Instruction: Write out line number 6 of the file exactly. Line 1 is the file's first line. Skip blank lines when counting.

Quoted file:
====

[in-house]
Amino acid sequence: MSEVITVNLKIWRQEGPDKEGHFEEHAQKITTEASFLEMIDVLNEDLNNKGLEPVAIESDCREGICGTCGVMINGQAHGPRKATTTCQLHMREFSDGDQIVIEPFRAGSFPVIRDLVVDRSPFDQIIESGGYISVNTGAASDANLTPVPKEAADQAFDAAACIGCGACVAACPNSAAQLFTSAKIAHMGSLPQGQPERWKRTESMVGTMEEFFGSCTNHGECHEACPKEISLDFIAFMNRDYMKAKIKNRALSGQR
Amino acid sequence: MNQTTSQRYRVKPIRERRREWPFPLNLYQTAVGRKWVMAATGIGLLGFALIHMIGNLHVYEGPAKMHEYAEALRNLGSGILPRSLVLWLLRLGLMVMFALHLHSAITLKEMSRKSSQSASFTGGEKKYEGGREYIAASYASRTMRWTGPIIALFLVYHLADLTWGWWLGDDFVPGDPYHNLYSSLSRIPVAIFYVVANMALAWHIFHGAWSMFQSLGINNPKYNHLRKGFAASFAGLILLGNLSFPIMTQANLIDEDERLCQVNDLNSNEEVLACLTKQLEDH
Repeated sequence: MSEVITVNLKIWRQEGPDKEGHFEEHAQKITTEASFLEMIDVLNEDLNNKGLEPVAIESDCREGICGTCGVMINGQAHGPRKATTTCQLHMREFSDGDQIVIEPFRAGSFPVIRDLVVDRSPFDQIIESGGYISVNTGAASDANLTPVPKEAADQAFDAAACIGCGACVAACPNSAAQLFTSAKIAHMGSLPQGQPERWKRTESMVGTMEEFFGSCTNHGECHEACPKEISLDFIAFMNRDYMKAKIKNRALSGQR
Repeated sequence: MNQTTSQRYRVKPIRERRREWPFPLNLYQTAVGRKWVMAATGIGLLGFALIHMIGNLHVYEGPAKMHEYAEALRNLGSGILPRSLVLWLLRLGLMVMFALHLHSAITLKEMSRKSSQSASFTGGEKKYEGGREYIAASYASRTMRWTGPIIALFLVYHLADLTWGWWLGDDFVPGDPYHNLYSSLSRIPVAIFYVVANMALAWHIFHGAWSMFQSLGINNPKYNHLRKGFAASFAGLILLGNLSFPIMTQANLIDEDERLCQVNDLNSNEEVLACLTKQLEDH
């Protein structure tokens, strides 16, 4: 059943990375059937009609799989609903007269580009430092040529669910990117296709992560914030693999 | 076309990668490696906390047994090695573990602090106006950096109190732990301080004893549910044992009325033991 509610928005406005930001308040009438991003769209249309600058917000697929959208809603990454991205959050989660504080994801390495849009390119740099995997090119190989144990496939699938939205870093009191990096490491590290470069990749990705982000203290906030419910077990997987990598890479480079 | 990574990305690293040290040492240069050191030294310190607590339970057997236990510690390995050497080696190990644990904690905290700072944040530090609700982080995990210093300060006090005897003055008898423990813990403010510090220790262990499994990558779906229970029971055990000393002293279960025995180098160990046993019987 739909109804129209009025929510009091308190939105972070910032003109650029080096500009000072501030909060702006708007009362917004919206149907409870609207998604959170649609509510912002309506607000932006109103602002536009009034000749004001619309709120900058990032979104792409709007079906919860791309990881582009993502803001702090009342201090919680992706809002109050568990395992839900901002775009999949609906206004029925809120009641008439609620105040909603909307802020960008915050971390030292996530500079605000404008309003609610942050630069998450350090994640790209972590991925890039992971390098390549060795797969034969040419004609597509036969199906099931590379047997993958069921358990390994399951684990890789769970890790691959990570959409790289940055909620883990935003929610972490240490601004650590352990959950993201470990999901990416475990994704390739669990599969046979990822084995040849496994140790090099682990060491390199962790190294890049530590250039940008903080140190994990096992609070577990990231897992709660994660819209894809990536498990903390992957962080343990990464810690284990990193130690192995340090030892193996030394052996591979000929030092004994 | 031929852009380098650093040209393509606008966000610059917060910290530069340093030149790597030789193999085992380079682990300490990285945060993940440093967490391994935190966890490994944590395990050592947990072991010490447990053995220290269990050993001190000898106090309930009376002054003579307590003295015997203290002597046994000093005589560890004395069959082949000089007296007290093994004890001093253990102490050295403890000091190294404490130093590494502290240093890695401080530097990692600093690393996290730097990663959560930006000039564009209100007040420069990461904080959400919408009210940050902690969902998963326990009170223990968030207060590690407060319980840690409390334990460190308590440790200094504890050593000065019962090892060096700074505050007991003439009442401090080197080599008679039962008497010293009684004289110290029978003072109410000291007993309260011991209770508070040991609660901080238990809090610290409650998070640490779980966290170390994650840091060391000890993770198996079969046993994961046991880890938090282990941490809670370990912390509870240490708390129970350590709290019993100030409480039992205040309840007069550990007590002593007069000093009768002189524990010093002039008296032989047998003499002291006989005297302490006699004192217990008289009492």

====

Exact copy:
């Protein structure tokens, strides 16, 4: 059943990375059937009609799989609903007269580009430092040529669910990117296709992560914030693999 | 076309990668490696906390047994090695573990602090106006950096109190732990301080004893549910044992009325033991 509610928005406005930001308040009438991003769209249309600058917000697929959208809603990454991205959050989660504080994801390495849009390119740099995997090119190989144990496939699938939205870093009191990096490491590290470069990749990705982000203290906030419910077990997987990598890479480079 | 990574990305690293040290040492240069050191030294310190607590339970057997236990510690390995050497080696190990644990904690905290700072944040530090609700982080995990210093300060006090005897003055008898423990813990403010510090220790262990499994990558779906229970029971055990000393002293279960025995180098160990046993019987 739909109804129209009025929510009091308190939105972070910032003109650029080096500009000072501030909060702006708007009362917004919206149907409870609207998604959170649609509510912002309506607000932006109103602002536009009034000749004001619309709120900058990032979104792409709007079906919860791309990881582009993502803001702090009342201090919680992706809002109050568990395992839900901002775009999949609906206004029925809120009641008439609620105040909603909307802020960008915050971390030292996530500079605000404008309003609610942050630069998450350090994640790209972590991925890039992971390098390549060795797969034969040419004609597509036969199906099931590379047997993958069921358990390994399951684990890789769970890790691959990570959409790289940055909620883990935003929610972490240490601004650590352990959950993201470990999901990416475990994704390739669990599969046979990822084995040849496994140790090099682990060491390199962790190294890049530590250039940008903080140190994990096992609070577990990231897992709660994660819209894809990536498990903390992957962080343990990464810690284990990193130690192995340090030892193996030394052996591979000929030092004994 | 031929852009380098650093040209393509606008966000610059917060910290530069340093030149790597030789193999085992380079682990300490990285945060993940440093967490391994935190966890490994944590395990050592947990072991010490447990053995220290269990050993001190000898106090309930009376002054003579307590003295015997203290002597046994000093005589560890004395069959082949000089007296007290093994004890001093253990102490050295403890000091190294404490130093590494502290240093890695401080530097990692600093690393996290730097990663959560930006000039564009209100007040420069990461904080959400919408009210940050902690969902998963326990009170223990968030207060590690407060319980840690409390334990460190308590440790200094504890050593000065019962090892060096700074505050007991003439009442401090080197080599008679039962008497010293009684004289110290029978003072109410000291007993309260011991209770508070040991609660901080238990809090610290409650998070640490779980966290170390994650840091060391000890993770198996079969046993994961046991880890938090282990941490809670370990912390509870240490708390129970350590709290019993100030409480039992205040309840007069550990007590002593007069000093009768002189524990010093002039008296032989047998003499002291006989005297302490006699004192217990008289009492």